The oil industry is hoping support from organized labor — and the promise of 20,000 construction jobs — will help convince the Obama administration to sign off on a pipeline that would transport crude oil harvested in Alberta, Canada to Gulf Coast refineries.
Industry leaders teamed up with organized labor today to tout the projected economic benefits of the project, which is fiercely opposed by environmental advocates.
“With the U.S. economy still struggling, nothing is more important than jobs, and construction of the pipeline would mean massive numbers of them,” said American Petroleum Institute Refining Issues Manager Cindy Schild in a conference call with reporters.
One analysis projects that 20,000 workers would be hired to construct TransCanada’s Keystone XL pipeline, if it wins the administration’s approval later this year.
James Kimball, chief economist for the International Brotherhood of Teamsters, said the project would be a boon for construction workers.
“This project means jobs — and jobs for our members,” Kimball told reporters. “We think that big construction projects (and) infrastructure projects such as this project and others are a fast and good way to put a large number of people to work quickly. This project will put approximately 1,300 to 1,500 new teamsters to work on the pipeline.”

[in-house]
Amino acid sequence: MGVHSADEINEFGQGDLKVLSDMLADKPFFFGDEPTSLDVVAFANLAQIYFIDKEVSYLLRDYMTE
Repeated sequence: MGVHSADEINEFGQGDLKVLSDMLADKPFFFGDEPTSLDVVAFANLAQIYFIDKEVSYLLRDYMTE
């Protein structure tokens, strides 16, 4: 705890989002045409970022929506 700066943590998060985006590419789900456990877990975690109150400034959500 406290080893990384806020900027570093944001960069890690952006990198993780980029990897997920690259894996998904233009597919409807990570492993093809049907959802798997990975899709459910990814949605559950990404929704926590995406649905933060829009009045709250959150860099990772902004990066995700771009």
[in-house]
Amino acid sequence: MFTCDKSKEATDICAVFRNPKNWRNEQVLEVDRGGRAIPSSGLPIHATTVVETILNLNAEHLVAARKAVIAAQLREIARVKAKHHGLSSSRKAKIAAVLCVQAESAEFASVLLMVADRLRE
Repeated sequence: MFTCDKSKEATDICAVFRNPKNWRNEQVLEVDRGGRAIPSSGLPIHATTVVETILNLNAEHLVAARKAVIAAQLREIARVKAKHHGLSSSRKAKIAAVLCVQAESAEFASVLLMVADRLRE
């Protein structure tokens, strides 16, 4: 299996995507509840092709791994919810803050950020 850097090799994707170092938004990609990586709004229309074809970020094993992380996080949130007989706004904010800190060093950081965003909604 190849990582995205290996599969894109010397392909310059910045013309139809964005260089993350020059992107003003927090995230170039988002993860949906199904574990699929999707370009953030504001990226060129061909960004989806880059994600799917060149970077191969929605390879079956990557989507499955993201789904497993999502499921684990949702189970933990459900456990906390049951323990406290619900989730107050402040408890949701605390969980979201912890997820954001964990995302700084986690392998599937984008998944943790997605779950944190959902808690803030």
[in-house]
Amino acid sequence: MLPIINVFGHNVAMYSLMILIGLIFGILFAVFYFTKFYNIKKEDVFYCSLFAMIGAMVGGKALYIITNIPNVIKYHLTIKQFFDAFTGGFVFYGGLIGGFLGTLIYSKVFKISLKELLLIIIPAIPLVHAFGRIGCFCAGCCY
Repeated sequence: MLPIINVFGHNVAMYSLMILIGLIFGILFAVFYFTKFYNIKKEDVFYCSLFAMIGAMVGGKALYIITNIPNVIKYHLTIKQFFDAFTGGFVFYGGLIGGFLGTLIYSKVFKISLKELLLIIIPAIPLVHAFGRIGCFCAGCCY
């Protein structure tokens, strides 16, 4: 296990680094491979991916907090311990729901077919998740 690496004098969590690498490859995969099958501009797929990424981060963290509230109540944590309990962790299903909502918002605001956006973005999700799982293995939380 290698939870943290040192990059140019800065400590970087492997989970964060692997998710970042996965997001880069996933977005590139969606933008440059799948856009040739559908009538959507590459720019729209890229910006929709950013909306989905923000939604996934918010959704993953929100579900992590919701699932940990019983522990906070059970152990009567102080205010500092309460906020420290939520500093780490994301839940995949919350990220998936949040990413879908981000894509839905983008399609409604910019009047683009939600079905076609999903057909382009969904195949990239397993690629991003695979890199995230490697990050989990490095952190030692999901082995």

TransCanada has signed agreements with four international unions to use their workforce for the construction of the 1,600-mile pipeline.
Organized labor’s support for the project was credited with boosting congressional support for legislation that would force the Obama administration to make its final decision on the pipeline by Nov. 1. That bill passed the House last month with bipartisan support, but it is not likely to advance in the Senate.
The State Department is expected to release a final environmental analysis of the proposed pipeline by the end of the month, a move that will kick off a 90-day period when federal agencies evaluate whether the project is in the “national interest.”
Environmentalists are set to mount protests at the White House this weekend, in advance of the decision. They also are expected to make their arguments in public meetings that will take place in Port Arthur, Texas and at least six other states in September.
API’s Schild said union representatives who support Keystone XL may attend the public meetings too — providing a foil to the environmental criticism.
As organized labor has gotten more involved, the issue pits two traditional Democratic allies — unions and environmentalists — against each other.
Environmentalists say the State Department’s review of the project has been rushed and overly simplistic — without enough attention to what damage could be caused by spills and how the project may hurt the American burying beetle, the endangered whooping crane and other animals in the pipeline’s path.
Environmentalists also worry the pipeline would expand the marketplace for diluted bitumen and synthetic crudes produced from Alberta’s oil sands with greenhouse gas emissions that can be 40 percent more than those of conventional oil. Although oil companies are increasingly using less-invasive in situ techniques to extract the tar-like hydrocarbon bitumen from deeply buried oil sands, it has traditionally been removed through open pit mining that conservationists say has ravaged Alberta’s boreal forest.